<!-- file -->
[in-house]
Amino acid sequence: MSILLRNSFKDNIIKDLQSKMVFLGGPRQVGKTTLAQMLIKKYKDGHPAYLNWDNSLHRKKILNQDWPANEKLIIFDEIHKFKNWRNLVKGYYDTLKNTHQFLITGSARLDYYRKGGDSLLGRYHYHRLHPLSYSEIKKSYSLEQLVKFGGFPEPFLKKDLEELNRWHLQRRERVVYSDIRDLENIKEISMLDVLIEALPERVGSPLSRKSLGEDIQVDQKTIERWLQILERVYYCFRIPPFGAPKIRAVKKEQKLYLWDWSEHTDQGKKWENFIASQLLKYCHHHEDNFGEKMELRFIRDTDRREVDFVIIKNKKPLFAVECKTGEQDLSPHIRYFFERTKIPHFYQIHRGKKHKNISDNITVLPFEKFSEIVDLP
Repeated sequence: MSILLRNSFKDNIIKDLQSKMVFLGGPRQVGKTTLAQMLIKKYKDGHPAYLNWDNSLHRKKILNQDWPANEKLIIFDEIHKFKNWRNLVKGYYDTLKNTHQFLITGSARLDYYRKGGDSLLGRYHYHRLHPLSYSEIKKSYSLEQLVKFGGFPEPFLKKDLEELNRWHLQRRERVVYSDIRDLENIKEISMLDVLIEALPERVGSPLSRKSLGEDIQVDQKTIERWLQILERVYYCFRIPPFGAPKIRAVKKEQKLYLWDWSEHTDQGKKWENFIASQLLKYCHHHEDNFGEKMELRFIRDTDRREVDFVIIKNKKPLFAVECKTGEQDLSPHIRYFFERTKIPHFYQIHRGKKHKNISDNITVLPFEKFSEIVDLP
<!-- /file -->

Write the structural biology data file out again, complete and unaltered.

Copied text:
[in-house]
Amino acid sequence: MSILLRNSFKDNIIKDLQSKMVFLGGPRQVGKTTLAQMLIKKYKDGHPAYLNWDNSLHRKKILNQDWPANEKLIIFDEIHKFKNWRNLVKGYYDTLKNTHQFLITGSARLDYYRKGGDSLLGRYHYHRLHPLSYSEIKKSYSLEQLVKFGGFPEPFLKKDLEELNRWHLQRRERVVYSDIRDLENIKEISMLDVLIEALPERVGSPLSRKSLGEDIQVDQKTIERWLQILERVYYCFRIPPFGAPKIRAVKKEQKLYLWDWSEHTDQGKKWENFIASQLLKYCHHHEDNFGEKMELRFIRDTDRREVDFVIIKNKKPLFAVECKTGEQDLSPHIRYFFERTKIPHFYQIHRGKKHKNISDNITVLPFEKFSEIVDLP
Repeated sequence: MSILLRNSFKDNIIKDLQSKMVFLGGPRQVGKTTLAQMLIKKYKDGHPAYLNWDNSLHRKKILNQDWPANEKLIIFDEIHKFKNWRNLVKGYYDTLKNTHQFLITGSARLDYYRKGGDSLLGRYHYHRLHPLSYSEIKKSYSLEQLVKFGGFPEPFLKKDLEELNRWHLQRRERVVYSDIRDLENIKEISMLDVLIEALPERVGSPLSRKSLGEDIQVDQKTIERWLQILERVYYCFRIPPFGAPKIRAVKKEQKLYLWDWSEHTDQGKKWENFIASQLLKYCHHHEDNFGEKMELRFIRDTDRREVDFVIIKNKKPLFAVECKTGEQDLSPHIRYFFERTKIPHFYQIHRGKKHKNISDNITVLPFEKFSEIVDLP